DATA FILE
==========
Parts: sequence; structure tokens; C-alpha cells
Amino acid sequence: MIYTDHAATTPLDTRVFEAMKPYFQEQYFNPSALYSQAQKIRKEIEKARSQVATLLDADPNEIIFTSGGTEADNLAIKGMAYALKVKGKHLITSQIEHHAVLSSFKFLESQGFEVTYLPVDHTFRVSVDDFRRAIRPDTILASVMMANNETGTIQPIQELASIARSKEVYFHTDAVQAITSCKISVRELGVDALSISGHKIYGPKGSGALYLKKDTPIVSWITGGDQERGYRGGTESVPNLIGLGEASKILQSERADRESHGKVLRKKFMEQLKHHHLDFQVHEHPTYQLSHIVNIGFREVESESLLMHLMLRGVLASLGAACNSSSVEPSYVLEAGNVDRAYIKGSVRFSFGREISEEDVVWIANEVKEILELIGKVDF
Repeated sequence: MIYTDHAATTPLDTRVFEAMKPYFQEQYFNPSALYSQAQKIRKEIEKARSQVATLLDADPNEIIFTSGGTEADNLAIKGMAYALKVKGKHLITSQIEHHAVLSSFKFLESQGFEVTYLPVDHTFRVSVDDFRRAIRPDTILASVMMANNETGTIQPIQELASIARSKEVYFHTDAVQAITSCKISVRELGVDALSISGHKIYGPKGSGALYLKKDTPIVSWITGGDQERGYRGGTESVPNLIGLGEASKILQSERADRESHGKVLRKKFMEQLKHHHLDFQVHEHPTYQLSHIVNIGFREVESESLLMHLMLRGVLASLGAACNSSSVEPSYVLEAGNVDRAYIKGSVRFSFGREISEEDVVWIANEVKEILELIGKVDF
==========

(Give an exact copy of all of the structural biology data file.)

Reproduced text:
Parts: sequence; structure tokens; C-alpha cells
Amino acid sequence: MIYTDHAATTPLDTRVFEAMKPYFQEQYFNPSALYSQAQKIRKEIEKARSQVATLLDADPNEIIFTSGGTEADNLAIKGMAYALKVKGKHLITSQIEHHAVLSSFKFLESQGFEVTYLPVDHTFRVSVDDFRRAIRPDTILASVMMANNETGTIQPIQELASIARSKEVYFHTDAVQAITSCKISVRELGVDALSISGHKIYGPKGSGALYLKKDTPIVSWITGGDQERGYRGGTESVPNLIGLGEASKILQSERADRESHGKVLRKKFMEQLKHHHLDFQVHEHPTYQLSHIVNIGFREVESESLLMHLMLRGVLASLGAACNSSSVEPSYVLEAGNVDRAYIKGSVRFSFGREISEEDVVWIANEVKEILELIGKVDF
Repeated sequence: MIYTDHAATTPLDTRVFEAMKPYFQEQYFNPSALYSQAQKIRKEIEKARSQVATLLDADPNEIIFTSGGTEADNLAIKGMAYALKVKGKHLITSQIEHHAVLSSFKFLESQGFEVTYLPVDHTFRVSVDDFRRAIRPDTILASVMMANNETGTIQPIQELASIARSKEVYFHTDAVQAITSCKISVRELGVDALSISGHKIYGPKGSGALYLKKDTPIVSWITGGDQERGYRGGTESVPNLIGLGEASKILQSERADRESHGKVLRKKFMEQLKHHHLDFQVHEHPTYQLSHIVNIGFREVESESLLMHLMLRGVLASLGAACNSSSVEPSYVLEAGNVDRAYIKGSVRFSFGREISEEDVVWIANEVKEILELIGKVDF